I am not a poet, but Homer’s Odyssey makes me want to write as beautifully and simply as he does. The Odyssey has become one of my favorite novels because of beautiful lines like: “Side by side the two men took their ease there on smooth stone benches” (125). Robert Fitzgerald’s translated version of The Odyssey shows how passion and good writing can make an ancient tale vibrant for contemporary audiences. Odysseus’s tale is the epic sequel to The Iliad. In The Odyssey, Odysseus is trapped on an island with the Goddess Kalypso, his son sets out to search for word of his lost father, Odysseus is released and goes through trials and tribulations as he heads to Ithaca, his home, where his loyal wife waits after years of separation. I also appreciate The Odyssey because the stories are arranged in selections that act like bite-sized gulps of literature. As a reader, I want to absorb amazing works from all time periods; in modern times we have more distractions than ever and stories told in short passages allow the reader to take in ancient oral stories such as The Odyssey and The Bible. These stories, which were originally written in times before the printing press, were written in small booklets which added up to a whole story. Even though the art form is ancient, this form can be used today. This framework is one of the reasons why The Odyssey succeeds with readers of multiple generations.
One way Homer created the effect of continuity was through movement in the sections. The Odyssey is arranged in twenty-four segments and each has a full story arc within its structure and a question left unanswered which makes the reader come back for more. Fitzgerald improved the original sectioned structure by including titles which indicate what the story is about such as “A Goddess Intervenes” wherein Athena speaks to Zeus about Odysseus’ plight (1-15). Homer started out this way because for the Grecians, everything started and ended with the Gods. Throughout the narrative words and phrases are used repeatedly to create continuity. While this could be a stylistic choice, it is most likely because in oral tradition stories were recounted word for word —it was a way to get the story started and a method the oral tellers used to recall the beginning of stories. In The Odyssey, this is shown by the repetition of references to Dawn or the sunrise: “When primal Dawn spread on the eastern sky her fingers of pale light” (19) and that continue throughout the novel (35, 58, 62, 70, 81, etc.). Repetition creates movement because the story flows back and forth from Odysseus’ time to his recollections. Homer also creates the movement of the entire piece by foreshadowing events such as: “How could a single man take on those odds? Not even a hero could” (292). By referencing the Gods frequently, repeating words and phrases, and using foreshadowing, Homer created movement through The Odyssey’s various segments which creates an overarching design.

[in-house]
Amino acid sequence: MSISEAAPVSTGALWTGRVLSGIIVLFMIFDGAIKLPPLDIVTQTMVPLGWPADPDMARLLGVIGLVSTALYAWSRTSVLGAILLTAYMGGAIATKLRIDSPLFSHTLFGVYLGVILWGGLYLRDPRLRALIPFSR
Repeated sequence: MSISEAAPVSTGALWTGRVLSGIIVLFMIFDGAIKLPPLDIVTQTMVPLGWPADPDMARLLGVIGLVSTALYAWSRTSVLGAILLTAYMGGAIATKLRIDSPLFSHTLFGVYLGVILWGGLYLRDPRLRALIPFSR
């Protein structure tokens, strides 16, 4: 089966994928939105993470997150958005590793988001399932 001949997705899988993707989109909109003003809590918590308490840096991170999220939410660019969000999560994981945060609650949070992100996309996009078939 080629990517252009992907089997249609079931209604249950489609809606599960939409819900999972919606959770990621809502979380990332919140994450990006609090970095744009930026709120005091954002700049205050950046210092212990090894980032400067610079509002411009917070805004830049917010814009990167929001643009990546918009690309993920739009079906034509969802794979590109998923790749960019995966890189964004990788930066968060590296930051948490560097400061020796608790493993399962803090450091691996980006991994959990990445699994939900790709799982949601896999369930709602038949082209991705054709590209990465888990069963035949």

Homer weaves setting into action, throughout the entire novel which creates feelings of different places by use of different textures; he wove movement and setting together to create remarkable tableaus: “He went up from the cove through wooded ground, taking a stony trail into the high hills, where the swineherd lived, according to Athena” (247). He creates a sense of movement by mixing moving action through the scenery and following it at a close angle as if it were a camera. The Odyssey did this in a way I’ve never seen before. One example is: “The tortoise tags the hare—Hephasitos catches Arȇs—and Arȇs outran the wind” (134). This line is fantastic in its simplicity, yet creates a vivid scene that has echoes down through literature.
The most memorable moment in this epic poem for me is when Odysseus returns to Ithaca in disguise and no one recognizes him except for his dog who is “Abandoned there, and half destroyed with flies, old Argos lay” (320). The next section is beautiful:
But when he knew he heard
Odysseus’ voice nearby, he did his best
To wag his tail, nose down, with flattened ears,
Having no strength to move nearer his master.
And the man looked away,
Wiping a salt tear from his cheek… (320)
Although the section is simple, it is like a passage from Thoreau—elegant and compacted. All great literature has moments where the reader feels for the main character, and for me, the main character’s dog. That Homer and Fitzgerald both took the time to focus on the love of the dog for its master showcases their exemplary writing style and humanity.
I recently read an article about a book by Professor Thanassis Papadopoulos and his team who, after sixteen years, are believed to have found the Palace of Odysseus in Ithaca. This leads me to wonder how much is myth and how much is truth about Odysseus—and who tells the story. I do not know if one man, Homer, or a troupe of writers crafted this epic poem. There have been questions about Homer just like there are about Shakespeare. I do know the story continuously builds; the twenty-four books of The Odyssey echo the type of story I want to tell. Before I read this, I did not know I could do that. Now I know that others have done it, and in the tone of The Odyssey and Mitchell’s Cloud Atlas, I am going to tell my story that way—with episodes inside the story. I think the readers of today would respond to and appreciate individual episodes which are self-contained stories—stories within stories which add up to a total experience.
You want to know how many stars? Really? It’s Homer’s The Odyssey. You’d be crazy to not read it now. 5 stars and lots of love – it’s one of our literature touchstones – a relic and a masterpiece!
Homer. Trans. Robert Fitzgerald. The Odyssey. First Vintage Classics Edition, 1990.